The Pursuit of Happiness

Madeline Corchado knows the numbers by heart. She should. As the Director of Human Resources for the sprawling Cleveland Public Library system, tasked with serving as the first point of contact for issues related to its 500 employees, she is always in search of data that reflects the staff ’s well-being. After all, positivity equals productivity. Help someone eliminate stress, and their workplace performance can go from average to outstanding.


Which is why the numbers related to the library’s partnership with Community Financial Centers are so memorable.


“Every time I see the reports, I get a huge smile on my face,” says Corchado.

 

It’s been nearly three years since the library’s administration introduced employees to CFC: a mobile network of specially trained finance coaches who provide free money-management services — from credit rehabilitation tips and a budget training program, to financial health assessments and personal planning — so that Clevelanders can reach economic goals.

As part of the CPL F.I.T. (Feeling Incredible Together) program, administrators explained that CFC’s services were part of a well-rounded approach to improve employee satisfaction. Interactions with Walter S. Morris, Financial Services Manager for CFC, would be completely confidential, they said. Additionally, Morris would travel to them: CFC’s mobile equipment (including Wi-Fi, a laptop and printer) meant that the library, the individual’s home or even a coffee shop could double as Morris’ office.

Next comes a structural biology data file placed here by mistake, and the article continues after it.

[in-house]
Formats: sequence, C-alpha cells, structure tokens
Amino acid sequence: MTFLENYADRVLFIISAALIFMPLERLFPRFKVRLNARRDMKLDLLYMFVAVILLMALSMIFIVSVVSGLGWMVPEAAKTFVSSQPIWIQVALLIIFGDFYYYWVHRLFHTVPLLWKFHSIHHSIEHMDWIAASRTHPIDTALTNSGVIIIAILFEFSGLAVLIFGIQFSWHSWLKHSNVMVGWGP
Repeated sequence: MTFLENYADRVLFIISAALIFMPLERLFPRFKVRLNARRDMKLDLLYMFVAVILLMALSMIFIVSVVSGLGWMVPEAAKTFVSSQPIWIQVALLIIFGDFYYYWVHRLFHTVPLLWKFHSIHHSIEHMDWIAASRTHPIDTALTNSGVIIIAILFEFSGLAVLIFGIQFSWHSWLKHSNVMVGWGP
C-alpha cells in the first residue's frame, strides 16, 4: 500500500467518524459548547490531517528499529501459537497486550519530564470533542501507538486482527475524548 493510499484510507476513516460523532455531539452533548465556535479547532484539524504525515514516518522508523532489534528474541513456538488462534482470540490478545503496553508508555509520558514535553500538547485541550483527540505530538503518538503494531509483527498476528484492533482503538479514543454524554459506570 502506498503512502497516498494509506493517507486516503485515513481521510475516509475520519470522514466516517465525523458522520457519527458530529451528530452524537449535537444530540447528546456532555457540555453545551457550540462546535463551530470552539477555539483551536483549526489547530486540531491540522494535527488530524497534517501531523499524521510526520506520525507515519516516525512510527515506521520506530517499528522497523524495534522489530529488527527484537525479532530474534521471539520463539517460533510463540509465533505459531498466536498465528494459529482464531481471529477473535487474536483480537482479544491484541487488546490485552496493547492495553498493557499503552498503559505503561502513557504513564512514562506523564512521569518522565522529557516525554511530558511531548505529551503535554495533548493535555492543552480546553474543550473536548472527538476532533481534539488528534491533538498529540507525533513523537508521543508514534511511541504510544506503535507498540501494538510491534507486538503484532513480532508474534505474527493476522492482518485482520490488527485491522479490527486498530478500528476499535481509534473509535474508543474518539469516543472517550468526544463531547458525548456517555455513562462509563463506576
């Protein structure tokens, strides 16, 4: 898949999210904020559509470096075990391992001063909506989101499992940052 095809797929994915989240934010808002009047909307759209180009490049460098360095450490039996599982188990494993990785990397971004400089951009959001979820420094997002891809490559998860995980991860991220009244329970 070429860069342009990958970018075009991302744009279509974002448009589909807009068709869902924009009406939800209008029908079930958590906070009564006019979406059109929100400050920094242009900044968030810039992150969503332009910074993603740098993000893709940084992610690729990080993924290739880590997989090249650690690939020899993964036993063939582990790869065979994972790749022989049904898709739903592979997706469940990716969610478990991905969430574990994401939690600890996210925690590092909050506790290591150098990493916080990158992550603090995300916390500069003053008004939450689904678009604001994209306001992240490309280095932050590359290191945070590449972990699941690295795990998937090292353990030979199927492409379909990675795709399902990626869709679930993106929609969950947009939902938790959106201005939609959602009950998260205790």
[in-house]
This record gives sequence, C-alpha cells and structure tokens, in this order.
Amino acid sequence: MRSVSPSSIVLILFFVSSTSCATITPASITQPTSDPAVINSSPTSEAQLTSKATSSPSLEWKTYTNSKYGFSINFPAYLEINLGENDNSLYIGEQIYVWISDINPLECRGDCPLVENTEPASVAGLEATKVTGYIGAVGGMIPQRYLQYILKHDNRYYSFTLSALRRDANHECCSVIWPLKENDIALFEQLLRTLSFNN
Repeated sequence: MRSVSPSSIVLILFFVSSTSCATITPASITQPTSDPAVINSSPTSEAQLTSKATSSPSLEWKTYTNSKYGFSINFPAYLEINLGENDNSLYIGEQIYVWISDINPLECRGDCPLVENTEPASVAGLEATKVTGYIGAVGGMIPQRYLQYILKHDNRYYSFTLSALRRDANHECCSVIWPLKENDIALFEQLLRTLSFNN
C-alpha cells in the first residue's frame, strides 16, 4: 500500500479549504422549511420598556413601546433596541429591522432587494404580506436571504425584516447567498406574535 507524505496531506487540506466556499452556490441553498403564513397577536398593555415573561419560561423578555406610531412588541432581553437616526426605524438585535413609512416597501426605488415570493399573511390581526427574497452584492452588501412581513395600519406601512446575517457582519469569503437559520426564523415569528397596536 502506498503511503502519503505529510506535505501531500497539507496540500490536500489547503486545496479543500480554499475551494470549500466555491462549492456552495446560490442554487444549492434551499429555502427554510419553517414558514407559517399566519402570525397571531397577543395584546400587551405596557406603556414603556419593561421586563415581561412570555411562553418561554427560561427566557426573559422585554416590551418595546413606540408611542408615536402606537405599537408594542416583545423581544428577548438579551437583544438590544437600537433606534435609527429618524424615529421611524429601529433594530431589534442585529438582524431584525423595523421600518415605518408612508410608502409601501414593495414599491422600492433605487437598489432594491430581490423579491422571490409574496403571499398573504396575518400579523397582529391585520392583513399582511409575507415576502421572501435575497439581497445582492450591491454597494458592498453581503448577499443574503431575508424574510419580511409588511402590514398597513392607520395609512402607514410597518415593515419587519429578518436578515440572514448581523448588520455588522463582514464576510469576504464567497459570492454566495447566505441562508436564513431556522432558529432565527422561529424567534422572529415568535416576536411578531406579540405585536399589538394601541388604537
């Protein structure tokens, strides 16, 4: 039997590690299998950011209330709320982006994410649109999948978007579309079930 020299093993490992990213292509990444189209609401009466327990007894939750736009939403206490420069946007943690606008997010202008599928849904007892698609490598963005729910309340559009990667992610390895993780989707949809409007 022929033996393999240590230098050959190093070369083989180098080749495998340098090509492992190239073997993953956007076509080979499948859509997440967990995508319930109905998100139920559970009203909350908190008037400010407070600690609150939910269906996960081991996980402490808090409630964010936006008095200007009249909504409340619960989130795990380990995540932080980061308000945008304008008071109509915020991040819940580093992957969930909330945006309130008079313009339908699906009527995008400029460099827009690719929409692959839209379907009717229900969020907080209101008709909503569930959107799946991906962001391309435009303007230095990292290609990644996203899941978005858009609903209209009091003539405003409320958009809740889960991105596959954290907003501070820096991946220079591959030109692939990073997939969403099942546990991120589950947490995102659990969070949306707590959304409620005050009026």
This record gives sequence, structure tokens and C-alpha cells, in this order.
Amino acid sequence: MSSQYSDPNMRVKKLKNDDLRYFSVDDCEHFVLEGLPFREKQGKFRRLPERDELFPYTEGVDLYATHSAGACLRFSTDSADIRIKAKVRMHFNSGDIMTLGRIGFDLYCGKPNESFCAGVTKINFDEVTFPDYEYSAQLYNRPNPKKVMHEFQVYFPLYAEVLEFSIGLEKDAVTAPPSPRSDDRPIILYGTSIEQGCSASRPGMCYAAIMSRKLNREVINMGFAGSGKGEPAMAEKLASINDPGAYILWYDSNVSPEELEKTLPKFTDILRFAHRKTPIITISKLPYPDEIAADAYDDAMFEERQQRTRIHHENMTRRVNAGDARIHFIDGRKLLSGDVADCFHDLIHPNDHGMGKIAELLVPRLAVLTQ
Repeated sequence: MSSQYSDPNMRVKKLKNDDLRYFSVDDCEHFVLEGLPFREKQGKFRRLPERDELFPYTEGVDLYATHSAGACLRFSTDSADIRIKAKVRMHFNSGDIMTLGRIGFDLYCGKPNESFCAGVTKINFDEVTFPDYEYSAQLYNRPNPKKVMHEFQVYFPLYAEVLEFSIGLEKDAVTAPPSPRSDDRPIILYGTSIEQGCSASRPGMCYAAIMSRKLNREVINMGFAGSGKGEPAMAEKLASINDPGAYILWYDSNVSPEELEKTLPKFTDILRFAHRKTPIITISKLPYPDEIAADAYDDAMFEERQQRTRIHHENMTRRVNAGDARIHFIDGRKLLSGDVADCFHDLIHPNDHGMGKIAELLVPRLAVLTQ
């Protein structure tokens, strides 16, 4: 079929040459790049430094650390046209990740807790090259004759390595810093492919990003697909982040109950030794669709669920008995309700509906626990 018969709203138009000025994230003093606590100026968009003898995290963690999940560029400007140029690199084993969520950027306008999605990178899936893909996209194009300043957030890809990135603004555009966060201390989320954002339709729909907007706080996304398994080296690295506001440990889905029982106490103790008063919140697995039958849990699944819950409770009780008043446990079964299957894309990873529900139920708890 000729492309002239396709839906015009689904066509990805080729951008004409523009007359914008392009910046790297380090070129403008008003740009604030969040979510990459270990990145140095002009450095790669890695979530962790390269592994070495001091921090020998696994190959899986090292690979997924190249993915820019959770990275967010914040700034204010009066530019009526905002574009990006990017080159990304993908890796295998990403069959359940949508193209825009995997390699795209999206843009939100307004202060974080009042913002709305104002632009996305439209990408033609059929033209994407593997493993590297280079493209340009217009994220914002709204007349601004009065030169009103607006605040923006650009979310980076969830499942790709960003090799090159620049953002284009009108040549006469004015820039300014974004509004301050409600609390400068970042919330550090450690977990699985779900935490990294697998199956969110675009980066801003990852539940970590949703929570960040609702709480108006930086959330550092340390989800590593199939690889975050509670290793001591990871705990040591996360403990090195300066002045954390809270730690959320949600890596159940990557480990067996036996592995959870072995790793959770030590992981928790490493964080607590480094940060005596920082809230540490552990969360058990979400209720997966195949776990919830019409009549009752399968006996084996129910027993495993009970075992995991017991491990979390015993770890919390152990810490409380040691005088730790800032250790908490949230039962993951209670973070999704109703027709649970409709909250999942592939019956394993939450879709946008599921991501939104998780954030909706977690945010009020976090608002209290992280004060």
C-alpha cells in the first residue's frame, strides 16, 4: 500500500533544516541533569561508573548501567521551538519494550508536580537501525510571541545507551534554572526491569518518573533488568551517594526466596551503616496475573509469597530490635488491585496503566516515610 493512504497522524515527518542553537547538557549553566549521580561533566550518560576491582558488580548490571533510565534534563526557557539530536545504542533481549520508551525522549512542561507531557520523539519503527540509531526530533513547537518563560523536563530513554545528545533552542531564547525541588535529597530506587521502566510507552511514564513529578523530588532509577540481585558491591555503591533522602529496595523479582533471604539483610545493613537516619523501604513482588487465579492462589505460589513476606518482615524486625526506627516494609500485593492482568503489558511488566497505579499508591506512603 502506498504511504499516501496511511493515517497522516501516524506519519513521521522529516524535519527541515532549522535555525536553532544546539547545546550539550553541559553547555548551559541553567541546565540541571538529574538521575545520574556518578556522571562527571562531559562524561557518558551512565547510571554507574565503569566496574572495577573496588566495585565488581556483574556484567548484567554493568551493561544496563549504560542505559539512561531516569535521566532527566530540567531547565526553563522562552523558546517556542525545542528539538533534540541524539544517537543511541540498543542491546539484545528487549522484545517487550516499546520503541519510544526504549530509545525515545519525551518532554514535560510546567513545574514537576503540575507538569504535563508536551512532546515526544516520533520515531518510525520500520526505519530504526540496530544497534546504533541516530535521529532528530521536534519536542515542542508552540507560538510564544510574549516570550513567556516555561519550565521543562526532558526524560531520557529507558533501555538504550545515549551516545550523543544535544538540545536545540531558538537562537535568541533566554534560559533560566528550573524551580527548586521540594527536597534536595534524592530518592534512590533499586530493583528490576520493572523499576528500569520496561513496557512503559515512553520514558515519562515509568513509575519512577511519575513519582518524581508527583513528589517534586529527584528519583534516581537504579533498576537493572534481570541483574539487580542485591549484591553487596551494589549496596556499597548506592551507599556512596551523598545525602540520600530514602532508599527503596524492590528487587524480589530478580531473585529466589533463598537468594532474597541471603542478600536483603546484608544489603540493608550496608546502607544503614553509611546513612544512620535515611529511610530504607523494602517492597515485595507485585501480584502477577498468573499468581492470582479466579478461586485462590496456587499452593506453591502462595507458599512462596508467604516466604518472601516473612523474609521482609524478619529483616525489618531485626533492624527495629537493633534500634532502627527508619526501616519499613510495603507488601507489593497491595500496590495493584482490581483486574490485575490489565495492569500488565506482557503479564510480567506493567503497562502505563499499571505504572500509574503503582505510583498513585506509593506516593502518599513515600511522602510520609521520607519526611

Today, Corchado’s figures easily relay the program’s success.


“This year alone, 120 employees have utilized the financial counseling services — that’s already past our goal,” she says.


There are plenty of anecdotal numbers, too. For instance, the $17,000 that one staff member saved by renegotiating a loan, a process that was initiated and facilitated by a CFC coach.


“And then we have the people who are planning vacations that they never thought they could take,” says Corchado, “all because they’ve learned how to budget.”


It’s the sort of life-changing outcomes that were envisioned when a number of partners — including Cleveland Neighborhood Progress; the city of Cleveland; Cuyahoga Community College; Enterprise Community Partners; Neighborhood Housing Services of Greater Cleveland;
and the United Way of Greater Cleveland —collaborated to launch CFC, committed to enhancing the lives of locals through economic empowerment.


“When we walk into the workplace, we bring baggage from home with us,” says Corchado, who has seen firsthand the benefits of facilitating financial literacy.


“Our employees are happy because they feel like they’re in charge of their futures.”

 

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